This was my first time making pizza dough and it was surprisingly easy! I do recommend timing it so you use the dough right when it’s done rising, as I’m not quite sure to preserve it (I did a test run earlier in the day and wrapped it in plastic wrap in the fridge, but that dough was so set on continuing to rise that it broke through the plastic wrap, which reminded me of Buddy Love turning into Professor Klump in The Nutty Professor… That aside, I don’t think I’ll ever buy pizza dough again, even the $1 bags at Trader Joe’s, because this was so easy, probably even less expensive, and, honestly, it tasted better and had a better texture. Mom would be proud!
Orange cupcakes with orange buttercream frosting (recipe at the bottom)
On Saturday I went to a ’90s-themed birthday party, and with the RSVP I had to include a favorite ’90s song, which made up the playlist (perhaps it’s worth noting that the party was for two music writers?). I have many favorites, but for this my pick was No Doubt’s “Just a Girl” from their 1995 album Tragic Kingdom. Just to give you the context of my personal 1990s: It was more or less my entire childhood (I was born in the late ’80s). I started watching MTV in about 1997 when Tragic Kingdom was at the height of its popularity, and the video for “Don’t Speak” won an MTV Video Music Award (it was also the year of Fiona Apple’s famous “the world is bullshit” speech; my 10-year-old self was mad that she beat Hanson for Best New Artist). So, I made cupcakes vaguely inspired by No Doubt, as well as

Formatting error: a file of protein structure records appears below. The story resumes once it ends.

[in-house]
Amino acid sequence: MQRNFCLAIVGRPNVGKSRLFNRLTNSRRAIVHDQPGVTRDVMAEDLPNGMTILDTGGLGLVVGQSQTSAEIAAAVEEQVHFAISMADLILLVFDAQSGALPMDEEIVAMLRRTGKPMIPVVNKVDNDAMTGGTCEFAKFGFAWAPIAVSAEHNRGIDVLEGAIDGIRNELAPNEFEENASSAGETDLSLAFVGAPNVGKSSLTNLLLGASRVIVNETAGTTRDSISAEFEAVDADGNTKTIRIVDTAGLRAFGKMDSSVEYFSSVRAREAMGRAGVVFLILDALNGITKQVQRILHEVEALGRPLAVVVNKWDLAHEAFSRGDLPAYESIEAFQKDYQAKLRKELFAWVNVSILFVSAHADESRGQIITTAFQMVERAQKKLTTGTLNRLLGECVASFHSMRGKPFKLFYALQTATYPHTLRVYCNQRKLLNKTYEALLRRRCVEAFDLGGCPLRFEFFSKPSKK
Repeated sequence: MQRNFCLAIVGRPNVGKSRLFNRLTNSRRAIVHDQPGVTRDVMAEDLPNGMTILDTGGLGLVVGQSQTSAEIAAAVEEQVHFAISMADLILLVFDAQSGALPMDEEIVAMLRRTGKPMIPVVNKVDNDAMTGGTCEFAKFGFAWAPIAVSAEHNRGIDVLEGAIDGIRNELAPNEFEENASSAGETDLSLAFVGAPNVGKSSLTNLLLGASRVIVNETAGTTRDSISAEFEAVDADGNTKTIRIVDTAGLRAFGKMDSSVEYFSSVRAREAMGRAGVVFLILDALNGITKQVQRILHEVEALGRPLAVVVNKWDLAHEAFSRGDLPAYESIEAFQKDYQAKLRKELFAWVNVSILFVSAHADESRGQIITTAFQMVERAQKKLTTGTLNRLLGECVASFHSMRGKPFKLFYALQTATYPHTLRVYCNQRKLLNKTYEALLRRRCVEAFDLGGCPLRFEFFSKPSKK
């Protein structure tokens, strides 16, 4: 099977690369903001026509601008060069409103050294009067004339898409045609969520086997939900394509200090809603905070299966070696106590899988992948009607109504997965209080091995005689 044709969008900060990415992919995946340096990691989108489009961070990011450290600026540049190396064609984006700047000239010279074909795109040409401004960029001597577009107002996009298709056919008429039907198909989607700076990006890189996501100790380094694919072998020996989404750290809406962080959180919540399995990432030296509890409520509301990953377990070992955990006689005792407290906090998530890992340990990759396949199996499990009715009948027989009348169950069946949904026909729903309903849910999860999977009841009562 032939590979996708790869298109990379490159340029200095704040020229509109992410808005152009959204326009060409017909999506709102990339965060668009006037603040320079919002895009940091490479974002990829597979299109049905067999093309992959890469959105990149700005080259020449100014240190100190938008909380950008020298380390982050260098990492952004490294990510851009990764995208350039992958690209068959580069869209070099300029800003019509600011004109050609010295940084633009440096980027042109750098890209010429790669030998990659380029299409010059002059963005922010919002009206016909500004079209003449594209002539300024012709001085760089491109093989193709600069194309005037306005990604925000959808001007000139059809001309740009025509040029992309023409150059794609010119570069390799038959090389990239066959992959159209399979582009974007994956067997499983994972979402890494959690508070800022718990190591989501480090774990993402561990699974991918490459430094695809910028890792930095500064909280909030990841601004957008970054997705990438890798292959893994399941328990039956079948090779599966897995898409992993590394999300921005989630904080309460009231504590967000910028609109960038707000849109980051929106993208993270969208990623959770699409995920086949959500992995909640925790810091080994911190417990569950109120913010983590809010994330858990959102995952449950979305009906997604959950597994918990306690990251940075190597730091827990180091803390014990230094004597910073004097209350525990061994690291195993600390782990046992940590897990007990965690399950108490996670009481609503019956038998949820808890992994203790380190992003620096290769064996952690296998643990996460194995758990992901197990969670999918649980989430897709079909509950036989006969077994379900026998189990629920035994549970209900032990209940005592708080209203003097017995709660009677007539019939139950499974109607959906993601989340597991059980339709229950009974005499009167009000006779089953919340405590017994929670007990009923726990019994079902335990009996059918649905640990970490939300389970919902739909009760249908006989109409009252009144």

the my ’90s in general.
“Just A Girl” is about Gwen Stefani being fed up with stereotypes of women — that we’re bad drivers, men are always gawking at us, we are all the same, and we’re supposed to be “pretty and petite.” I figured cupcakes — especially cupcakes that are, well, pretty and petite — were about the most stereotypically girly treat I could make. (And I have to say, these are probably the cutest cupcakes I’ve ever made.) I decided on orange for a couple of reasons: The cover of Tragic Kingdom has an orange tree on it, and there’s also one in the video for “Don’t Speak,” but also when I think of treats I consumed in the ’90s — particularly right after I got my tonsils removed at age 8 — I think of creamsicles. At the party, it was brought to my attention that, “Geez, Laura, creamsicles are so ’80s, too!” (and then I learned that they were actually invented long before that) — but the ’90s were when I ate them. So there! Anyway, these were a hit (enthusiastically named Best New Cupcake by an editor at Pitchfork), as was my T-shirt from my grandpa’s 75th birthday in 1995 and my Angela Chase bottlecap ring (photos below…).
…Also known as the kitchen I’ll be sharing with my two wonderful new roommates (for the record, my old roommates were wonderful too). I mentioned I had my final post in my old apartment; and while this week’s recipe was indeed created in the new space, you can only see tiny glimpses of it there…
Now, this is no Apartment Therapy-worthy cooking spot — after all, we are 20-somethings with limited budgets and mix-and-match furniture — but I’m still insanely excited about it, as it feels like home and fulfills some of my kitchen-related dreams. Three words: Hanging. Pot. Rack. Also, a huge table that will easily fit at least 10+ people around it (perfect for family dinners), as well as more cupboard and shelf space than we know what to do with (yet).